posted by Christopher Howard — Feb 24, 2016
Each week CAA News publishes summaries of eight articles, published around the web, that CAA members may find interesting and useful in their professional and creative lives.
How Can Nonprofits Improve Their Governance?
Governance is coming up more frequently as a subject of conversation and concern among executives and managers in nonprofit organizations. The topic’s rising prominence coincides with more acute financial stresses and vexing strategic conundrums, both of which traditional governance bodies are finding difficult to handle. Executives are duly concerned. (Read more from the Scholarly Kitchen.)
Help Desk: Institutional Bias
I freelance in a museum in a major metropolitan area with a diverse population, but the racial demographics of the institution’s staffing seem glaringly segregated. The white-collar office employees are mostly white, while black and brown employees make up almost all of the security department. While I haven’t felt any discrimination, the racial dynamics seem obvious and weird to me. What should I do? (Read more from Daily Serving.)
Testing the Possibilities of Online Education with Museum MOOCs
Massive open online courses (MOOCs) have been hailed as a possible solution to providing low-cost, high-quality education and derided as a destructive reallocation of resources from public education to private corporations. Much existing debate is centered on replacing a physical experience of education with a virtual one; the dispute is also entangled with rising educational costs in the United States. (Read more from Hyperallergic.)
No Rush to “Go Digital”
Quality, cost, and reputation are the top three factors that influence how faculty members pick which textbooks and course materials they assign, according to results from a survey of faculty at two- and four-year institutions. Virtually every respondent for “Going Digital” said their own assessment of the quality of a textbook is an important or a very important factor influencing their course material selection process, followed by the cost and a near tie between comments from colleagues and students or teaching assistants. Less than one-third of respondents said the availability of digital supplements played an important role. (Read more from Inside Higher Ed.)
Librarians Find Themselves Caught between Journal Pirates and Publishers
The rise, fall, and resurfacing of a popular piracy website for scholarly-journal articles, Sci-Hub, has highlighted tensions between academic librarians and scholarly publishers. Academics are increasingly turning to websites like Sci-Hub to view subscriber-only articles that they cannot obtain at their college or that they need more quickly than interlibrary loan can provide. (Read more from Chronicle of Higher Education.)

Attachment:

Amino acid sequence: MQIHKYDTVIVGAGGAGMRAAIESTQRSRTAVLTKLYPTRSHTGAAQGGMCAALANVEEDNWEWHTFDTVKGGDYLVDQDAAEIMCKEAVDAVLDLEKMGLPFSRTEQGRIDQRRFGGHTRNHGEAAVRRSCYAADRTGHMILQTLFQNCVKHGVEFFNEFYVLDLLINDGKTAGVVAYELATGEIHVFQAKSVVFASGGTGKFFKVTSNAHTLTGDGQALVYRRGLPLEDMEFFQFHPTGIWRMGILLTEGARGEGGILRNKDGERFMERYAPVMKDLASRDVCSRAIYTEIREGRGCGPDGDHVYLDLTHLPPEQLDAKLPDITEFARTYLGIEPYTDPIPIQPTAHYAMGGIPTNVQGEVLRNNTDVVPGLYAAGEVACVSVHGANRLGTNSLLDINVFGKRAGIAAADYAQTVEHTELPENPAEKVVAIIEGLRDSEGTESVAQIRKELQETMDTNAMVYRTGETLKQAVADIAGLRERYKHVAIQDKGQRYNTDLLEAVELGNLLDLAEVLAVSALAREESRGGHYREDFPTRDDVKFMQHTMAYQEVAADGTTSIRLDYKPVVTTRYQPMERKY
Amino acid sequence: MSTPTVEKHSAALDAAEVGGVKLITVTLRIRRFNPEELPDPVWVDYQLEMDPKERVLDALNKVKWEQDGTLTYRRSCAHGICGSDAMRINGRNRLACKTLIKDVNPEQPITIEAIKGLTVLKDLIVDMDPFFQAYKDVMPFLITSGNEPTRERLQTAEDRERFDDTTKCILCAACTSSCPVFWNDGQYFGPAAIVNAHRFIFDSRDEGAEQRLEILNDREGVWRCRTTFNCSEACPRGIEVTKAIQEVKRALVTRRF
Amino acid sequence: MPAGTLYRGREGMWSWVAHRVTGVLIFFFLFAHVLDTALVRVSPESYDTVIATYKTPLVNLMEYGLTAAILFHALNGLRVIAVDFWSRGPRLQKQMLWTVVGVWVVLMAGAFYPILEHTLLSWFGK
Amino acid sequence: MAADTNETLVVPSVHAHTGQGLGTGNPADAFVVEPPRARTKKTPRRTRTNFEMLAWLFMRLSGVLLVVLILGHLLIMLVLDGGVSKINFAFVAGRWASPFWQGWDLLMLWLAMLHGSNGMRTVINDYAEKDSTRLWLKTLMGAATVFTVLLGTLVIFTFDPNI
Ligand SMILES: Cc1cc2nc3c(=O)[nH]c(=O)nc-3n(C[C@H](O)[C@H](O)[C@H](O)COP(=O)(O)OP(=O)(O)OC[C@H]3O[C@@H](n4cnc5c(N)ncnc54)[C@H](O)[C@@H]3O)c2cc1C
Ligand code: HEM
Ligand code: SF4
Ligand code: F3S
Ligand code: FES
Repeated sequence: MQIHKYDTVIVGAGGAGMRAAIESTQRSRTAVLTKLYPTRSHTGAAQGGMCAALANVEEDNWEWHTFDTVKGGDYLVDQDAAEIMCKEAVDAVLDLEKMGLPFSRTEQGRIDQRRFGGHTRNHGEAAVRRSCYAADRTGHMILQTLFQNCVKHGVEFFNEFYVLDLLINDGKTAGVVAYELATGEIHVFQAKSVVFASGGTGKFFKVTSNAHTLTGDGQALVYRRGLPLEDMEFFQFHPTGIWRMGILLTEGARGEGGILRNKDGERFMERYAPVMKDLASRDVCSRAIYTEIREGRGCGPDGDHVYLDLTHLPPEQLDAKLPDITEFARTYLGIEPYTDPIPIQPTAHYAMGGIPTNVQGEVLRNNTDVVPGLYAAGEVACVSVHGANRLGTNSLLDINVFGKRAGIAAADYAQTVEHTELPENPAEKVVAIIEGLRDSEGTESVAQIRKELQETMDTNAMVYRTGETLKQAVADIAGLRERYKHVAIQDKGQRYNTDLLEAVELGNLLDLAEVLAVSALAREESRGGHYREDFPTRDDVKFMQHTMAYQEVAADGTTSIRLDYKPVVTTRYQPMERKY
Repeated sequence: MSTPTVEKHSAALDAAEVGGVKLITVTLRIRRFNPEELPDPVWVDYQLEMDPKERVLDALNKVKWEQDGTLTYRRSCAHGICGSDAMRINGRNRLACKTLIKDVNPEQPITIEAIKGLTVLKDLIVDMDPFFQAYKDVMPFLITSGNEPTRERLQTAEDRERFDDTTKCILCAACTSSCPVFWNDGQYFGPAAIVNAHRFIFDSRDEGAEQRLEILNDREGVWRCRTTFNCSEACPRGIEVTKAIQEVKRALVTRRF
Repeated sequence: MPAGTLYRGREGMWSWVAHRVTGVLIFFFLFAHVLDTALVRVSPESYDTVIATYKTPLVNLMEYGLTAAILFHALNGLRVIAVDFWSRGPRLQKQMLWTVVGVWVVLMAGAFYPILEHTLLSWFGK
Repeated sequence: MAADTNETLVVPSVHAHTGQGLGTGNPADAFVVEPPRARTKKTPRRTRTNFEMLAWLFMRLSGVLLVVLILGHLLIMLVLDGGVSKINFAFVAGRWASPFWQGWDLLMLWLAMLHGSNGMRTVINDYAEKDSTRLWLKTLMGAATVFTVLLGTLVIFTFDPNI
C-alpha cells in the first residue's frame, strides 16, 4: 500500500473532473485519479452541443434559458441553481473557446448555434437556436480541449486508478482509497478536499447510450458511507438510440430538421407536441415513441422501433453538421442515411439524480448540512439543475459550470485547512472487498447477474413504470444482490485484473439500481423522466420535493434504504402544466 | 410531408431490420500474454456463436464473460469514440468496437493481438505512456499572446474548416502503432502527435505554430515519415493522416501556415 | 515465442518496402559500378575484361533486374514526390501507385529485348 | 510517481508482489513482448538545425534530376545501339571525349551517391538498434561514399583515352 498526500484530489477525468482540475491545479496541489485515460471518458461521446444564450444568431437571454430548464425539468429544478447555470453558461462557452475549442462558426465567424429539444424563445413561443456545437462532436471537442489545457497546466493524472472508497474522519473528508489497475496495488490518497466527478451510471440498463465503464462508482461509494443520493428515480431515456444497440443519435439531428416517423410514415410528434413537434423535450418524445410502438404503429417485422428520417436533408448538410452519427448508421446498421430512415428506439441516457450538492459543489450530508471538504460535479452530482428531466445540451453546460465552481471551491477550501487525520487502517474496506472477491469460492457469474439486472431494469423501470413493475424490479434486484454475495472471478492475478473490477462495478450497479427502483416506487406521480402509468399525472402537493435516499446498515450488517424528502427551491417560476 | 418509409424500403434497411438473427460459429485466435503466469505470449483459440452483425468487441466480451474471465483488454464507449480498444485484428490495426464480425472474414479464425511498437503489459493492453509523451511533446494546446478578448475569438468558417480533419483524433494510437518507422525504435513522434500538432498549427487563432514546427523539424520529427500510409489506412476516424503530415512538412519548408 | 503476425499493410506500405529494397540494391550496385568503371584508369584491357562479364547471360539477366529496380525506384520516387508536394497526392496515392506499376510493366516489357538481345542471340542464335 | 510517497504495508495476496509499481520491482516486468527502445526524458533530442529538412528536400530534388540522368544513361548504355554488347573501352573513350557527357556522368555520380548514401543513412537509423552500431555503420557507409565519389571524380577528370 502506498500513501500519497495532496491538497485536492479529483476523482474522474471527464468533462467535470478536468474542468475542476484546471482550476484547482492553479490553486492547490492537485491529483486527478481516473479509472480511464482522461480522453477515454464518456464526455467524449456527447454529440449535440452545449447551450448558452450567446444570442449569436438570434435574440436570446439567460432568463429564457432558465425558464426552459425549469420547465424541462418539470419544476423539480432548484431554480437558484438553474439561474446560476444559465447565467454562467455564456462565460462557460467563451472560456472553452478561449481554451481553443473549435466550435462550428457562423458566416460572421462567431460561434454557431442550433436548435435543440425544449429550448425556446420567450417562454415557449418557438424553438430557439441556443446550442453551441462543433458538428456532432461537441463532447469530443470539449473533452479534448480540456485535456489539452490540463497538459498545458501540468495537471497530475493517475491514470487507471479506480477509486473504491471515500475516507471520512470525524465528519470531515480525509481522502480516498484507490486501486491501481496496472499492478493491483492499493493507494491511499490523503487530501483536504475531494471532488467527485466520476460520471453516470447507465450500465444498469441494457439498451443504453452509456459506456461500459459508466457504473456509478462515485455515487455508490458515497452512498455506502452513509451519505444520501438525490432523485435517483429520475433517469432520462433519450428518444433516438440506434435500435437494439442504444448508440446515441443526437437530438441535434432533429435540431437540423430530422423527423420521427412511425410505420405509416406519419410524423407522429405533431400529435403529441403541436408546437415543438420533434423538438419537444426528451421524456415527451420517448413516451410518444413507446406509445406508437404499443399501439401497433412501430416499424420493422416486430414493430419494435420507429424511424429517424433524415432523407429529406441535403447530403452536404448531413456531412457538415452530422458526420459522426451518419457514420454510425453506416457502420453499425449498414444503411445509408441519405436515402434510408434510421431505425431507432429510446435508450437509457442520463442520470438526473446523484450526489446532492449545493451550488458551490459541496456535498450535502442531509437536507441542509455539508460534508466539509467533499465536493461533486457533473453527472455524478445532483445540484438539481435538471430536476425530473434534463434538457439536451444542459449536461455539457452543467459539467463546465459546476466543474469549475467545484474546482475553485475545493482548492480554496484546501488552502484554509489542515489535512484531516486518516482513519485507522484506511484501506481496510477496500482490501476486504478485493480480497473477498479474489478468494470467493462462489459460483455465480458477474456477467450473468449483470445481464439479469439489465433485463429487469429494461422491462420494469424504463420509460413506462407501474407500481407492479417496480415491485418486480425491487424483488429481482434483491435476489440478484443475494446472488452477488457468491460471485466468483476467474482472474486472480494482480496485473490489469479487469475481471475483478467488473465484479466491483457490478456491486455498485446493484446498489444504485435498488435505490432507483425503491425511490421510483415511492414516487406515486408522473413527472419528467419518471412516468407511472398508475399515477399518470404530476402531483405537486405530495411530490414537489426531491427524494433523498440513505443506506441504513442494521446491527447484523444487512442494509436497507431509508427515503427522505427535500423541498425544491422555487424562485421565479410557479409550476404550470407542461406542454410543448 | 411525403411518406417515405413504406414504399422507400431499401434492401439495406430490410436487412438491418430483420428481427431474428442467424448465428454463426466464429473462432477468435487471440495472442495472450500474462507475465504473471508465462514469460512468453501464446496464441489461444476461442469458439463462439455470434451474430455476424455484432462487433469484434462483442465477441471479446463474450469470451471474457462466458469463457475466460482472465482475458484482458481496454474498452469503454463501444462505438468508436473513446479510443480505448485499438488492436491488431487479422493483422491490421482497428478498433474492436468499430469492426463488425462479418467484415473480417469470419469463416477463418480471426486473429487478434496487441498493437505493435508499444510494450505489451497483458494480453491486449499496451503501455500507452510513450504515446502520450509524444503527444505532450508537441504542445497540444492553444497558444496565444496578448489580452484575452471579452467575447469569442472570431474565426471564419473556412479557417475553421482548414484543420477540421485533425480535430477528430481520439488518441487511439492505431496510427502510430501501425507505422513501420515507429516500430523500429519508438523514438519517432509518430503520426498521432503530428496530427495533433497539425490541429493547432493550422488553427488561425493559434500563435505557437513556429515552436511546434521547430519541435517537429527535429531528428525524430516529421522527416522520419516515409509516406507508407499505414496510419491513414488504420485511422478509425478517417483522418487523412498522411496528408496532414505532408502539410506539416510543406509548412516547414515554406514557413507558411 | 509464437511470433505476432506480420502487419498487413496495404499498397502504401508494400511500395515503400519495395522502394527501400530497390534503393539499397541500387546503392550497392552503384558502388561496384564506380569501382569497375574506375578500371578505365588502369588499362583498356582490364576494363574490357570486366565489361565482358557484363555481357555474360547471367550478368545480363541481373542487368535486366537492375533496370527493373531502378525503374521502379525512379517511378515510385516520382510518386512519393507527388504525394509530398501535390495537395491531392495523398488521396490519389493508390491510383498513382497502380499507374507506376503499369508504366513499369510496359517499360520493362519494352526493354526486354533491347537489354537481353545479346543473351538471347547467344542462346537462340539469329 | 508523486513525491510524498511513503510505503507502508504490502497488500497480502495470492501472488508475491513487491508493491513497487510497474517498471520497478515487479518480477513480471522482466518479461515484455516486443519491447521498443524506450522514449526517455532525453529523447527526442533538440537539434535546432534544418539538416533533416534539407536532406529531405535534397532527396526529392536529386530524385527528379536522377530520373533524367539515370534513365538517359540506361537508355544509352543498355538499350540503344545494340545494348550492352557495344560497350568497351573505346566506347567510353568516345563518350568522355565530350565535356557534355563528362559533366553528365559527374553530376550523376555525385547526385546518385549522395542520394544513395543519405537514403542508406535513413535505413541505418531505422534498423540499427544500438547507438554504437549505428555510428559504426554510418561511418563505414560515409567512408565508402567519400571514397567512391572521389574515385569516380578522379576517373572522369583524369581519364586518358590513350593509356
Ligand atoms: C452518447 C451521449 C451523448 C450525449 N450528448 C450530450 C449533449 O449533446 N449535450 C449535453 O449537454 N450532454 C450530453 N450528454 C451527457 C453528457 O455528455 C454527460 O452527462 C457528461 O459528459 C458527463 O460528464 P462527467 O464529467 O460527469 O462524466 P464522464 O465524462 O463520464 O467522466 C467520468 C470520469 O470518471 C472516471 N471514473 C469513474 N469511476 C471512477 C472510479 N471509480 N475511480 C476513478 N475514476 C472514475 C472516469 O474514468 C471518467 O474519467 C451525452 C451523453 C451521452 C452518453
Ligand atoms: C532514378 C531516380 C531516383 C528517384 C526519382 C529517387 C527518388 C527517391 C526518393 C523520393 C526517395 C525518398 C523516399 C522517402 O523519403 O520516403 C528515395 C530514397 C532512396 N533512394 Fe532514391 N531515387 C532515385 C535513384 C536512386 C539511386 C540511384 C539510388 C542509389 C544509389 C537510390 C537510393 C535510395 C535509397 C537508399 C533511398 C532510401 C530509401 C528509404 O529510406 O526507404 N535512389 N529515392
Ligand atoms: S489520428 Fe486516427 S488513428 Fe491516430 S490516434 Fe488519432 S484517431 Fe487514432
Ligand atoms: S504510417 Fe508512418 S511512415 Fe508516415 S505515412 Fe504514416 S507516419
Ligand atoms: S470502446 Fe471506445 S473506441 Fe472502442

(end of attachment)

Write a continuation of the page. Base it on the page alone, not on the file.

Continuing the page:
How Digital Storage Is Changing the Way We Preserve History
A few years ago, I started using a digital diary platform called Oh Life. I’d relied on a notebook to jot down daily reflections for years, but this was infinitely more elegant. It was more private than a notebook and less clunky, and the platform even let users upload entries by sending an email. But when I logged on recently, searching for something I’d written on Oh Life years ago, all of my entries had vanished. In fact, the whole site had been shut down, and years of my personal history were gone. (Read more from Vice.)
A Strategy Guide for Second-Round Interviews
Interviewing for an academic job is a grueling, anxiety-ridden, and all-around intense experience for candidates, and the competition at the campus-interview stage is stiffer than ever. The key to staying in the game is to focus on what you can control and carry on when things don’t go your way. (Read more from Vitae.)
What Is SoTL?
Art History Teaching Resources’s 2015 survey found that many art historians are unfamiliar with the Scholarship of Teaching and Learning (SoTL). This relative new area of research originated in the 1990s, growing out of the Carnegie Foundation for the Advancement of Teaching and the recognition, elegantly expressed in Ernest Boyert’s Scholarship Reconsidered: Priorities of the Professoriate, that teaching is an essential part of scholarly activity. (Read more from Art History Teaching Resources.)